A report released recently by the Economic Roundtable indicates that raising the minimum wage in Long Beach could have a broad stimulus effect on the region and benefit businesses, workers and the overall economy in the shoreline city.
The Campaign to Raise Awareness is urging the Long Beach City Council to adopt a comprehensive minimum wage policy that includes a wage of $15 an hour tied to the cost of living, paid sick days beyond the state-mandated three days, and stronger, more effective wage enforcement to ensure workers are not having their wages allegedly “stolen” by their employer. Further, the study found that a hike would infuse an estimated $442 million in increased sales and add 3,186 new jobs to the region. The report was said to have demonstrated that increasing the minimum wage—and strict enforcement of the new policy—would generate almost $70 million in public revenue by 2020.
Hearings are currently ongoing in the Long Beach City Council.
“Raising the minimum wage to $15 in Long Beach and enforcing it wouldn’t just help workers, but would also put Long Beach on a path to become a stronger and more sustainable city,” said Daniel Flaming, president of the Economic Roundtable and author of the report.
The study is the latest in research that demonstrates that Long Beach workers need more money to rear their families. The city reportedly has 81,000 residents who are paid less than $15 an hour and about 22,300 workers who have family incomes below the poverty level. About one-third of all heads-of-households in Long Beach reportedly make less than $15 an hour, including 28 percent of African Americans, 39 percent of Latinos and 29 percent of females.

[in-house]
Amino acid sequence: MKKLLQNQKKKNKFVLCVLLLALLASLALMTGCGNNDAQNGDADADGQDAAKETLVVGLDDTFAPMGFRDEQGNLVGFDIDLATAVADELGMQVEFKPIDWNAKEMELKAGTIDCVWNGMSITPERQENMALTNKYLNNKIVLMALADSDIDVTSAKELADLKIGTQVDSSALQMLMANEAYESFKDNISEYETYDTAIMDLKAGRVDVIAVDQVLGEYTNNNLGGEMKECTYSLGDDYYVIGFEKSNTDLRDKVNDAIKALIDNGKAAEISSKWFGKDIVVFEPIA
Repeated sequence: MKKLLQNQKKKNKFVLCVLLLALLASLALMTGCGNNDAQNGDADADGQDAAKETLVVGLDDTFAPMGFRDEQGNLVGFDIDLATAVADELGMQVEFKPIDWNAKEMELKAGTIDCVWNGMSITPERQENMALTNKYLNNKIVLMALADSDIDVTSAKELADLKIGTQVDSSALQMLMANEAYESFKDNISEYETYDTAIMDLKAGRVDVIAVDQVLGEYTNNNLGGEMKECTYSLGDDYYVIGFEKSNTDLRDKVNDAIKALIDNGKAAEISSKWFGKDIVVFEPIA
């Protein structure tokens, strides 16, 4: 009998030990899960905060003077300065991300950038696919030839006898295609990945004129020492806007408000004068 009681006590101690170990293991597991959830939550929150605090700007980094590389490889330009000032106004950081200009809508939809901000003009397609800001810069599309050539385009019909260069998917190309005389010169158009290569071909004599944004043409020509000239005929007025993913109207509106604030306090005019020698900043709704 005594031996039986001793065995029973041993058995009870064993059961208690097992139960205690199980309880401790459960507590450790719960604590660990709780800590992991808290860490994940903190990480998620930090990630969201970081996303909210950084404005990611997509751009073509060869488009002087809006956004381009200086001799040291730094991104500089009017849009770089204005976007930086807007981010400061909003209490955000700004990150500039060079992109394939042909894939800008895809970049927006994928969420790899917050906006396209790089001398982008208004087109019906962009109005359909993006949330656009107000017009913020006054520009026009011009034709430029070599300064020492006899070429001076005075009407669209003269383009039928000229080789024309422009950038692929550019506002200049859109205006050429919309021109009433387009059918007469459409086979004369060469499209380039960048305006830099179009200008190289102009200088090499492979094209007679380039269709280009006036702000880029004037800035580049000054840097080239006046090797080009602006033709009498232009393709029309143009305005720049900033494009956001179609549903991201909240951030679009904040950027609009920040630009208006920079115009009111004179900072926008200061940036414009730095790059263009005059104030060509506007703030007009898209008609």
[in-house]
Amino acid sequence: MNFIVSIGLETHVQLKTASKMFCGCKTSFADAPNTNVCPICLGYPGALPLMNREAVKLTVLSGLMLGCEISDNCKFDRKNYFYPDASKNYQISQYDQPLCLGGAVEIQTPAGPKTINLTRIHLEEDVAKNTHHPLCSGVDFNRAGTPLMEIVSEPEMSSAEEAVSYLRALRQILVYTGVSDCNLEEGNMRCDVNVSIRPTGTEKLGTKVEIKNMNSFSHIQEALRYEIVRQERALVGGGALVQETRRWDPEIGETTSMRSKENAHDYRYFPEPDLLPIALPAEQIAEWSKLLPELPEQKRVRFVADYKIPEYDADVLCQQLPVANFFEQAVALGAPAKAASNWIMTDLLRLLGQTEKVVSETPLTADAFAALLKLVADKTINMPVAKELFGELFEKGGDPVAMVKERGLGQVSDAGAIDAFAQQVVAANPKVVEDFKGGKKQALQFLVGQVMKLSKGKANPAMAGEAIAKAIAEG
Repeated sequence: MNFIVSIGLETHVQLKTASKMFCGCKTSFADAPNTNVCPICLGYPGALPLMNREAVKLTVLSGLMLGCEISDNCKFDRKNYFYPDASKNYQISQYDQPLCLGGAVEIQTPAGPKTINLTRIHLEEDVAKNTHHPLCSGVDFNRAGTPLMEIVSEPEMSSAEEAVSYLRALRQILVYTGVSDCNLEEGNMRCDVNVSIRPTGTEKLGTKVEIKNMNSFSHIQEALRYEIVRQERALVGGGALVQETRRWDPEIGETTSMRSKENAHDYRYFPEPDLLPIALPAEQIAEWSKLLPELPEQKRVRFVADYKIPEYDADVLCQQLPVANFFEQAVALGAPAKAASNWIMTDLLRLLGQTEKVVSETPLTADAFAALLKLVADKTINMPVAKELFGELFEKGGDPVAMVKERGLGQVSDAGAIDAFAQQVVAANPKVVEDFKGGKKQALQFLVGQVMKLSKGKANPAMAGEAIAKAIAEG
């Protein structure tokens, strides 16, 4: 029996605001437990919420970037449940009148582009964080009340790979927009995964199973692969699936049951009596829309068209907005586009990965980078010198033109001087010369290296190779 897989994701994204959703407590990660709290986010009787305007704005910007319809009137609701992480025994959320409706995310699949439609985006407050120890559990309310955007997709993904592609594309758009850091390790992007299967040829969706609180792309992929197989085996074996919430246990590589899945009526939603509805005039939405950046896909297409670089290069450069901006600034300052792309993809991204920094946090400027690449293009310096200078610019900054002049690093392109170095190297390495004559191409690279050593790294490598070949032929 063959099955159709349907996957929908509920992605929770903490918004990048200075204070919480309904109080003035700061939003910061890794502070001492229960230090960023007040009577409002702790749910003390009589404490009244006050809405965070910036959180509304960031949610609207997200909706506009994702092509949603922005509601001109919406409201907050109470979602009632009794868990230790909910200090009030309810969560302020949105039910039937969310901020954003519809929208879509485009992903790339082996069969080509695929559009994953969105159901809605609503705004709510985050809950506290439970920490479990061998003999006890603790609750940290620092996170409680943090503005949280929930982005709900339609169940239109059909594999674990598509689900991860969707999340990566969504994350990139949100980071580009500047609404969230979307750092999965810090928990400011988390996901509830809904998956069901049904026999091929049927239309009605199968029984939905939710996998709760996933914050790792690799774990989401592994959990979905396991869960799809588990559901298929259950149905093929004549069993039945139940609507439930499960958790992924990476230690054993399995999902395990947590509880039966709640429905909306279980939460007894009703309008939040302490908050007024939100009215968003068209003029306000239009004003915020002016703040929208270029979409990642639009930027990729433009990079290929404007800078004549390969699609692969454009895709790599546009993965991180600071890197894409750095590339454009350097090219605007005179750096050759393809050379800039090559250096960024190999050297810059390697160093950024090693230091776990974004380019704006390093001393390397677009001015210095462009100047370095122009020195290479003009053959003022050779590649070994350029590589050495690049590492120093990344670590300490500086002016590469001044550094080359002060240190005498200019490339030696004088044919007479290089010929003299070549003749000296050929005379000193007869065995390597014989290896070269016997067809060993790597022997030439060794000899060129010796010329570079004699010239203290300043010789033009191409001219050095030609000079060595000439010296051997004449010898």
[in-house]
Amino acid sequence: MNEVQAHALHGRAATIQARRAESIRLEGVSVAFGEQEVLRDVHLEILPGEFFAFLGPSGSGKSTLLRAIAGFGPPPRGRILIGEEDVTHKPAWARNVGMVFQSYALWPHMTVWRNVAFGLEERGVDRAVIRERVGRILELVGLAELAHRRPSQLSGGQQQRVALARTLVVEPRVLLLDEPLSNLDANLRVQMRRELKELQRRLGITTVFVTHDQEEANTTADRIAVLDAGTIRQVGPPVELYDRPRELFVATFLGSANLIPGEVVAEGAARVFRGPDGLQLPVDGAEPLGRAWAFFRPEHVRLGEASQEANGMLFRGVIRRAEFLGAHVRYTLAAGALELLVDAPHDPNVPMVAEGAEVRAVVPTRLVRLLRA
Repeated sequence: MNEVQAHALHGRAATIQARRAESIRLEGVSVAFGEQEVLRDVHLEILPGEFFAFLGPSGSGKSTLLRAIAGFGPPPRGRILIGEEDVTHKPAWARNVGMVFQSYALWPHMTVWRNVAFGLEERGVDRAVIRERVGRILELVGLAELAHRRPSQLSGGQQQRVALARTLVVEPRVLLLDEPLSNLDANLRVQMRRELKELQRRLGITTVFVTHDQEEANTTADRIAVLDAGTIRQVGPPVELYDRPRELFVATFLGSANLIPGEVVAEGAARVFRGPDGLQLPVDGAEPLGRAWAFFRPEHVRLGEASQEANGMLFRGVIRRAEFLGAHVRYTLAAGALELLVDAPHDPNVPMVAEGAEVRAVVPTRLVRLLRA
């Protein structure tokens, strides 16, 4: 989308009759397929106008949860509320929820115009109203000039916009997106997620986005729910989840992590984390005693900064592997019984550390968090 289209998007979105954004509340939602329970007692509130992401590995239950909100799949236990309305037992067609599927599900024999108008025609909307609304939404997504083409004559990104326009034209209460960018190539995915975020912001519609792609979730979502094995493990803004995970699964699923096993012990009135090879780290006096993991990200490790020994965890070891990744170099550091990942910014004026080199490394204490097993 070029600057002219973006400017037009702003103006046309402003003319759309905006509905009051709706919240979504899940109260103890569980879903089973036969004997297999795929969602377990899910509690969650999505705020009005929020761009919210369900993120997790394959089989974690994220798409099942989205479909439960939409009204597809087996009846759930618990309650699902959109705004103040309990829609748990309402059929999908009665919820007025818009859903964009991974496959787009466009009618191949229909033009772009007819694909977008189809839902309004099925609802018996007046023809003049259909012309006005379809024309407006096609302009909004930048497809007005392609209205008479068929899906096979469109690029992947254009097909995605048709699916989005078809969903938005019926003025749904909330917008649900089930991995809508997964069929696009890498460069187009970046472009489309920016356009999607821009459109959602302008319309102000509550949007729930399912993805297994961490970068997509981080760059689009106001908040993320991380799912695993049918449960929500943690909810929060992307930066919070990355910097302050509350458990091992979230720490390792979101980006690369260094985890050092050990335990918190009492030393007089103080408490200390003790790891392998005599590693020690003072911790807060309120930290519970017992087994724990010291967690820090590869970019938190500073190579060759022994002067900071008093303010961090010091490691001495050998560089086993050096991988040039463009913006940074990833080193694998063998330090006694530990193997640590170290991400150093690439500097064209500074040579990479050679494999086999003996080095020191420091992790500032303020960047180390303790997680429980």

Long Beach is the second largest city and economy in the southern-most region of Los Angeles County; the Port of Long Beach generates an estimated $180 billion per year.
“Raising the minimum wage to $15 in Long Beach is smarter for the economy and enables a stronger workforce,” said Rusty Hicks, executive secretary-treasurer of the Los Angeles County Federation of Labor. “It means that families will no longer have to make the decision between paying for rent or putting food on the table. Without local enforcement, employers will continue to commit ‘wage theft’ against their workers and not provide paid sick days.”
Low-wage jobs comprise a growing share of employment available to Long Beach residents, particularly over the past 40 years with the departure of the aerospace industry. Restaurants and retail establishments reportedly employ the largest number of workers living in poverty, with 69 percent of these persons in the food and hospitality industries and 55 percent of workers in the retail industry earning less than $15 per hour respectively.
A growing number of cities are looking at raising wages. In fact, the U.S. Conference of Mayors’ “Cities of Opportunity Task Force,” in August 2014 endorsed higher city minimum wages as key tools for fighting income inequality at the local level.
Among the cities around the nation that have already raised city minimum wages are Los Angeles to $15 by 2020-21; San Francisco to $15 by 2018; Chicago to $13 by 2019; Seattle to $15 by 2018-21, and New York City to $15 by 2019. Meetings are scheduled in Long Beach on Oct. 29 at 4901 E. Carson St. 7:30 a.m., Nov. 17 at Admiral Kidd Park, 2125 Santa Fe Ave., noon; Nov. 20 at Bay Shore Library, 195 Bay Shore Ave., 4 p.m. and Nov. 24 at Long Beach City Hall at 4p.m.